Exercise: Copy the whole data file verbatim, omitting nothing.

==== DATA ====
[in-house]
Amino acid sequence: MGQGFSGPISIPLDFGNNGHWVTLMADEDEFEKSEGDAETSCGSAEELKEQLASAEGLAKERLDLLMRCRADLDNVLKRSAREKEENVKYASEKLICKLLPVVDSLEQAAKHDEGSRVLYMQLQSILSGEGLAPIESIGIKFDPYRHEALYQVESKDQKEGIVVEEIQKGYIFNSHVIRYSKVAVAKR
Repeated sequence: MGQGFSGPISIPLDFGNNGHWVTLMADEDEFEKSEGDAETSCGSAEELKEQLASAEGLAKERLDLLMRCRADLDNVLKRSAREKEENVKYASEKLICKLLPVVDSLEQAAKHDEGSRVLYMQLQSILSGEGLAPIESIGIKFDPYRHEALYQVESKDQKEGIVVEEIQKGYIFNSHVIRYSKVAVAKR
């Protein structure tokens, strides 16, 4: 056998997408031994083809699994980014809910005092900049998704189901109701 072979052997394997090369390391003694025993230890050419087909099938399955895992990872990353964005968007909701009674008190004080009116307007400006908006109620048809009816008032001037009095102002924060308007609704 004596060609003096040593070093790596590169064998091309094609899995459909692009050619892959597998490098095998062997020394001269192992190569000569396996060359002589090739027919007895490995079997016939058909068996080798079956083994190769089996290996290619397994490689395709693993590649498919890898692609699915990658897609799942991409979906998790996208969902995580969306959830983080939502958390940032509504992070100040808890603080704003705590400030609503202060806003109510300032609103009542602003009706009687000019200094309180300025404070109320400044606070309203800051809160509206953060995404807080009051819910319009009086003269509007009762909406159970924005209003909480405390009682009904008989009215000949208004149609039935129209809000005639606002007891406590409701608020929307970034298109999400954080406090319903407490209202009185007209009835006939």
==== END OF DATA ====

[in-house]
Amino acid sequence: MGQGFSGPISIPLDFGNNGHWVTLMADEDEFEKSEGDAETSCGSAEELKEQLASAEGLAKERLDLLMRCRADLDNVLKRSAREKEENVKYASEKLICKLLPVVDSLEQAAKHDEGSRVLYMQLQSILSGEGLAPIESIGIKFDPYRHEALYQVESKDQKEGIVVEEIQKGYIFNSHVIRYSKVAVAKR
Repeated sequence: MGQGFSGPISIPLDFGNNGHWVTLMADEDEFEKSEGDAETSCGSAEELKEQLASAEGLAKERLDLLMRCRADLDNVLKRSAREKEENVKYASEKLICKLLPVVDSLEQAAKHDEGSRVLYMQLQSILSGEGLAPIESIGIKFDPYRHEALYQVESKDQKEGIVVEEIQKGYIFNSHVIRYSKVAVAKR
């Protein structure tokens, strides 16, 4: 056998997408031994083809699994980014809910005092900049998704189901109701 072979052997394997090369390391003694025993230890050419087909099938399955895992990872990353964005968007909701009674008190004080009116307007400006908006109620048809009816008032001037009095102002924060308007609704 004596060609003096040593070093790596590169064998091309094609899995459909692009050619892959597998490098095998062997020394001269192992190569000569396996060359002589090739027919007895490995079997016939058909068996080798079956083994190769089996290996290619397994490689395709693993590649498919890898692609699915990658897609799942991409979906998790996208969902995580969306959830983080939502958390940032509504992070100040808890603080704003705590400030609503202060806003109510300032609103009542602003009706009687000019200094309180300025404070109320400044606070309203800051809160509206953060995404807080009051819910319009009086003269509007009762909406159970924005209003909480405390009682009904008989009215000949208004149609039935129209809000005639606002007891406590409701608020929307970034298109999400954080406090319903407490209202009185007209009835006939």